I’m amazed that there are so many with perfect solutions for the whole year in all categories. I wonder how many are mostly PNP vs. computers.

    I like this discussion, it would be nice to have it in the multiply site for others to follow as well.

    1. fastercat,

      I hear you. I have a tendency to start with pen and paper hobbies (puzzles, sudoku, etc.) and then flip over to writing a computer program that can do it the same way that I would. I’m currently working on my won helper library that won’t solve it for me but will do tedious things if I get stuck (frequency counts, digraph counts, crib placement locations, word lookups, etc.). That way I’m still doing the pen and paper but I don’t get stuck as often and I still learn the techniques.

      As for Multiply, I’m just not a big fan of it. The interface is not intuitive at all. I wish there was an official ACA members area that we could all post to and interact more as a community. Multiply just doesn’t seem to offer the same feel as a normal community website. (Just my own opinion)

  14. My take is simple.

    For me to accept that I have conquered a specific cipher type, I need to be able to:

    1: Solve it by hand,
    2: Create computer programs that eliminate some of the tedium involved in solving it by hand, and
    3: Create a computer program that will solve it without any manual help.

    I want to be able to do all of these. Hence my claim, above, that I feel that I am weak with respect to Pats. I need more practice at picking out patterns by eye, without the crutch of word divisions. That I’ve written a hill-climber that works doesn’t mean that I no longer practice manual solves.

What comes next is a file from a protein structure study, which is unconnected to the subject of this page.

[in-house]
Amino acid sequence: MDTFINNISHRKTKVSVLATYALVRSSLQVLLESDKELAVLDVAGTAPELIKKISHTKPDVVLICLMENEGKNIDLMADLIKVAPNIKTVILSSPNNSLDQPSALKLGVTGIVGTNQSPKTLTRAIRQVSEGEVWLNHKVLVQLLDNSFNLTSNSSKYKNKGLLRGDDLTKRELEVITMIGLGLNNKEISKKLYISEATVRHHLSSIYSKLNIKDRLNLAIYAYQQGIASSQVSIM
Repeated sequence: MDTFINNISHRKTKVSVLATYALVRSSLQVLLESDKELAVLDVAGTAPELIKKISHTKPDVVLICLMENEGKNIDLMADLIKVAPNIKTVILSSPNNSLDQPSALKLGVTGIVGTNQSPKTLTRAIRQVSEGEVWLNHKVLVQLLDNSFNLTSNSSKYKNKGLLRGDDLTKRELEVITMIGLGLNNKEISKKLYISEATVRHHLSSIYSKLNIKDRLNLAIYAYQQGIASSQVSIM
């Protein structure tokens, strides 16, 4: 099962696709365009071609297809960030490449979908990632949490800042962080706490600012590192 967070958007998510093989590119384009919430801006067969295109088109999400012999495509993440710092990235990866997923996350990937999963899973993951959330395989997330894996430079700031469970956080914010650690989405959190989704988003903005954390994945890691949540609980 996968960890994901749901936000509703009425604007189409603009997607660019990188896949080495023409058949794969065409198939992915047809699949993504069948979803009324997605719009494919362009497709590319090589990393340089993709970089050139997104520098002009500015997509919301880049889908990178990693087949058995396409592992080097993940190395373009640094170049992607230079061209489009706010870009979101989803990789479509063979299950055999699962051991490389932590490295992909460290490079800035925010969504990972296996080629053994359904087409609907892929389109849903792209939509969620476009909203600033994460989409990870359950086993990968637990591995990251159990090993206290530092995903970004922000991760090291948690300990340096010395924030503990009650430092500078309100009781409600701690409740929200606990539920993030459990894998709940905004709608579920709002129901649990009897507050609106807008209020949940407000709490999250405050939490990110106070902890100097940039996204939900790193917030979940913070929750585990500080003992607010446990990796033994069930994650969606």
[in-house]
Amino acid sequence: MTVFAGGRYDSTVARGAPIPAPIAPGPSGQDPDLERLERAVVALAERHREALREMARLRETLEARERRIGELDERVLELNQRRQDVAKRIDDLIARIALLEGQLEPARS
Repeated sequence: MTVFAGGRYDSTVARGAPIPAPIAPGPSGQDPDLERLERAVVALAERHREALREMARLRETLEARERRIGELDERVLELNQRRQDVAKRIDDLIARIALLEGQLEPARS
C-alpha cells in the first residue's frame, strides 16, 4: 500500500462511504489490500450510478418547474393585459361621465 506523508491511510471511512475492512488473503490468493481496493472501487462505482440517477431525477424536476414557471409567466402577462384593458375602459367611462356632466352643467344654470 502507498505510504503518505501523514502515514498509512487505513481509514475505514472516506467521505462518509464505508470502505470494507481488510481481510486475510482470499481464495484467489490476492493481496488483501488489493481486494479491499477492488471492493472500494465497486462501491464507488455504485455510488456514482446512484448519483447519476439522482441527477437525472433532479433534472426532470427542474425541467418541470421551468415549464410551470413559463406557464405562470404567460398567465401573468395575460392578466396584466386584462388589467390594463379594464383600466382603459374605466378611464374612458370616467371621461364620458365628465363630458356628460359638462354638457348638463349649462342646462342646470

15. Also, I have found that by writing an autosolver (hill-climbing, brute force, or any other type) I can often find how to construct a con to submit that will foil such programs. It is interesting to see how humans can spot plausible patterns that involve infrequent combinations of letters, and so on. I rarely do this, however, because they also make paper and pencil solving very difficult and do not produce enjoyable plaintext. I believe the solver should be rewarded with a text that is fun or interesting in some way. Just coming up with a jumble of obscure words in a grammatical mess isn’t really in the spirit of the ACA, I feel. So even when trying to construct a submission at the extreme difficulty level, I try to make it read like a normal sentence with good grammar and a clear meaning.

  16. I recently joined the ACA, though I’ve looked at its site
    occasionally for going on 10 years. Work just recently let
    up a bit and I surprised myself by spending some free
    time over Christmas revisiting some C++ crypto code I wrote way back when.

    I wonder how many ACA folks are programmers…

    1. Don B,

      Welcome to the ACA! I’ve only been a member for a couple of years now but it has definitely been a lot of fun. This last summer I was able to go to the conference in Albuquerque and got to meet a lot of the members that you see in the Cryptogram. They are wonderful people and there are quite a few programmers in the group. The programming languages vary from Basic, Python, Pascal, C++ and pretty much anything else you can think of. There is a little bit of everyone in here. Have fun solving!